Legal Question in Credit and Debt Law in Georgia

I live in Georgia. How much time must lapse before an HOA can put a lien on a home for not paying HOA dues?

Asked on 11/12/12, 12:16 pm

4 Answers from Attorneys

The statute does not specify. Don't mess around with this. If you do not pay, then they will eventually give you 30-day's notice of intent to foreclose on the lien once the sum owed, plus collection costs (including attorney fees) and late fees exceeds $2000.. No lien actially has to be filed. The recording of the declaration is enough - a lien already exists to the extent any HOA dues are owed.

See below statute:

OCGA 44-3-232. Assessments against lot owners as constituting lien in favor of association; additional charges against lot owners; procedure for foreclosing lien; obligation to provide statement of amounts due

(a) All sums lawfully assessed by the association against any lot owner or property owners' association lot, whether for the share of the common expenses pertaining to that lot, fines, or otherwise, and all reasonable charges made to any lot owner or lot for materials furnished or services rendered by the association at the owner's request to or on behalf of the lot owner or lot, shall, from the time the sums became due and payable, be the personal obligation of the lot owner and constitute a lien in favor of the association on the lot prior and superior to all other liens whatsoever except:

(1) Liens for ad valorem taxes on the lot;

(2) The lien of any first priority mortgage covering the lot and the lien of any mortgage recorded prior to the recording of the declaration; or

(3) The lien of any secondary purchase money mortgage covering the lot, provided that neither the grantee nor any successor grantee on the mortgage is the seller of the lot.

The recording of the declaration pursuant to this article shall constitute record notice of the existence of the lien, and no further recordation of any claim of lien for assessments shall be required.

(b) To the extent that the instrument provides, the personal obligation of the lot owner and the lien for assessments shall also include:

(1) A late or delinquency charge not in excess of the greater of $10.00 or 10 percent of the amount of each assessment or installment thereof not paid when due;

(2) At a rate not in excess of 10 percent per annum, interest on each assessment or installment thereof and any delinquency or late charge pertaining thereto from the date the same was first due and payable;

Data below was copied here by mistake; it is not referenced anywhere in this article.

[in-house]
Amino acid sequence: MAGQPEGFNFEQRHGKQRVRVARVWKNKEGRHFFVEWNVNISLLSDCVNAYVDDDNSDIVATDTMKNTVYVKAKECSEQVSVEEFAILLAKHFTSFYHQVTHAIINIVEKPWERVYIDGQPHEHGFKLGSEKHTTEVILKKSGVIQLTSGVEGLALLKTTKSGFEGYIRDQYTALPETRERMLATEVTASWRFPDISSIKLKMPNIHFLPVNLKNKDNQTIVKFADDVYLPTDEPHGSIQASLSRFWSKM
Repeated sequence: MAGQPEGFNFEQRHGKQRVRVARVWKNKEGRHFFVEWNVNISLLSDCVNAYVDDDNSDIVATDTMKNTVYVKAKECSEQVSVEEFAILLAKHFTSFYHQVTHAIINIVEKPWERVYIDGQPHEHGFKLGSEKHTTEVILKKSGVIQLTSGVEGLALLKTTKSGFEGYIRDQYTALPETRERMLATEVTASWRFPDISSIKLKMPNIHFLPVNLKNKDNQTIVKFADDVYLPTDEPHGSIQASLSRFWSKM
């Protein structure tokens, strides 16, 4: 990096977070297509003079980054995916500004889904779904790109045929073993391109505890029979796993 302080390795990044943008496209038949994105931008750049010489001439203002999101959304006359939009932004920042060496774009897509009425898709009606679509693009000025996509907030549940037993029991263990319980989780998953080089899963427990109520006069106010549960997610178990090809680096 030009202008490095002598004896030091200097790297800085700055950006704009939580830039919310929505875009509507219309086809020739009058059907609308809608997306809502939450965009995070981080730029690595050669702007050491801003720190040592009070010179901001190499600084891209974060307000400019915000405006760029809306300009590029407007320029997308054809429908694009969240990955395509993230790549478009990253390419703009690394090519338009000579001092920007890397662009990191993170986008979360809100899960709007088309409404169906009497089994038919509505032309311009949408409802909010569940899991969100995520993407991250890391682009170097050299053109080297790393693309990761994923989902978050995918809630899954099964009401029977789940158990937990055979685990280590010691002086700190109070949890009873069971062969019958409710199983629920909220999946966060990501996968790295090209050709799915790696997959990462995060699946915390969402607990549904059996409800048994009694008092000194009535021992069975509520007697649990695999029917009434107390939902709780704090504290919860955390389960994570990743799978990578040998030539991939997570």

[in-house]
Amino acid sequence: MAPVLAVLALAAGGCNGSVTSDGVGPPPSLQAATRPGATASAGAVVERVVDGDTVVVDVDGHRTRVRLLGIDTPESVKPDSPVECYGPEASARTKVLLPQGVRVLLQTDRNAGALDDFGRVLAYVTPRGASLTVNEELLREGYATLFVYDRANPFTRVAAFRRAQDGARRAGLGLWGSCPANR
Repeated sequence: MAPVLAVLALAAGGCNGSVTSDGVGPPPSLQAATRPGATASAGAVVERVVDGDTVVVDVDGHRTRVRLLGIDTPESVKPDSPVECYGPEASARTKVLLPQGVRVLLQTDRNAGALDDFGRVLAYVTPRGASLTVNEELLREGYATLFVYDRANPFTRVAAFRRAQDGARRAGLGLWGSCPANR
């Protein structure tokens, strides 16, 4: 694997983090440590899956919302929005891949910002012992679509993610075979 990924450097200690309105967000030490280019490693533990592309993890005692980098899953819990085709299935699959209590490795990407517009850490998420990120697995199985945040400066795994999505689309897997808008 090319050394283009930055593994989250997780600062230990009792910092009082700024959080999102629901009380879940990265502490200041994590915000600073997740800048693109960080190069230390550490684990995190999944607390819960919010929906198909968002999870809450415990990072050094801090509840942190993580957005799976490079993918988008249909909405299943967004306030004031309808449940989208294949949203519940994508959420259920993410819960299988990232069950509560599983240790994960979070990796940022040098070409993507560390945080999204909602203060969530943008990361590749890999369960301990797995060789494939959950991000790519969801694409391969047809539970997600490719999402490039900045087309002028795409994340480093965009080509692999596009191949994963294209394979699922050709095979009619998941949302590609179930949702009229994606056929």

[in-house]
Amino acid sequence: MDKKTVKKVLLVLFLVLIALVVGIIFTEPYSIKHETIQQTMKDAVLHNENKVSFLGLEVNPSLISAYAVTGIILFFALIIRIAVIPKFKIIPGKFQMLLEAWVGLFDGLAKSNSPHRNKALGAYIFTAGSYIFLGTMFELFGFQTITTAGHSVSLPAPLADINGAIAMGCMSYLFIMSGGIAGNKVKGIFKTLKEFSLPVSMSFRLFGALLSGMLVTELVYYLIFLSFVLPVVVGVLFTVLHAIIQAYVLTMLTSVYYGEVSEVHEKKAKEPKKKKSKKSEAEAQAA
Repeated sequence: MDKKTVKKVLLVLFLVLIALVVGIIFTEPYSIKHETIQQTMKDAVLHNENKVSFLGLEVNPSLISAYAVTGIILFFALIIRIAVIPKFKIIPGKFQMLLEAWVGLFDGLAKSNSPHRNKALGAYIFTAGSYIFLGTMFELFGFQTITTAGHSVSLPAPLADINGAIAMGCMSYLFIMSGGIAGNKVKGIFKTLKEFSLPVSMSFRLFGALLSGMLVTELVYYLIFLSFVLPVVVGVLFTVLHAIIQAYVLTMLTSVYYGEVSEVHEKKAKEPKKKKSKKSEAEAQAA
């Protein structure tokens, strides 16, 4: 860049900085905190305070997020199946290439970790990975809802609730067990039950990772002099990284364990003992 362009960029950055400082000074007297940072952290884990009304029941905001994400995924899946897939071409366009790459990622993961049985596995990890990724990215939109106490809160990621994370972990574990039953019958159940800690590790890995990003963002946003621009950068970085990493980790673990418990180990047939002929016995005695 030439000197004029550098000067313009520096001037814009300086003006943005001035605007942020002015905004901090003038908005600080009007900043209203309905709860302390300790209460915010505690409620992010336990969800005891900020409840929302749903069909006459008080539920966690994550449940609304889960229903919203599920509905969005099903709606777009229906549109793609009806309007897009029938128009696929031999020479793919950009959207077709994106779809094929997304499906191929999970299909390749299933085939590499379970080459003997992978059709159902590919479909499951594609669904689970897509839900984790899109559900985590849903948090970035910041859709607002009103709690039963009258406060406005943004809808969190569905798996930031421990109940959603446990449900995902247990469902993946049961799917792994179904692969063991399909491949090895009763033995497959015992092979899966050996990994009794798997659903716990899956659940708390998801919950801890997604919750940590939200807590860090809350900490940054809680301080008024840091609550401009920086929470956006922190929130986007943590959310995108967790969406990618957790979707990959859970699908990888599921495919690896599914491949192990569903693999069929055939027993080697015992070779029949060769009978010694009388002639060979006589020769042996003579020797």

(3) The costs of collection, including court costs, the expenses required for the protection and preservation of the lot, and reasonable attorney's fees actually incurred; and

(4) The fair rental value of the lot from the time of the institution of an action until the sale of the lot at foreclosure or until judgment rendered in the action is otherwise satisfied.

(c) Not less than 30 days after notice is sent by certified mail or statutory overnight delivery, return receipt requested, to the lot owner both at the address of the lot and at any other address or addresses which the lot owner may have designated to the association in writing, the lien may be foreclosed by the association by an action, judgment, and court order for foreclosure in the same manner as other liens for the improvement of real property, subject to superior liens or encumbrances, but any such court order for judicial foreclosure shall not affect the rights of holders of superior liens or encumbrances to exercise any rights or powers afforded to them under their security instruments. The notice provided for in this subsection shall specify the amount of the assessments then due and payable together with authorized late charges and the rate of interest accruing thereon. No foreclosure action against a lien arising out of this subsection shall be permitted unless the amount of the lien is at least $2,000.00. Unless prohibited by the instrument, the association shall have the power to bid on the lot at any foreclosure sale and to acquire, hold, lease, encumber, and convey the same. The lien for assessments shall lapse and be of no further effect, as to assessments or installments thereof, together with late charges and interest applicable thereto, four years after the assessment or installment first became due and payable.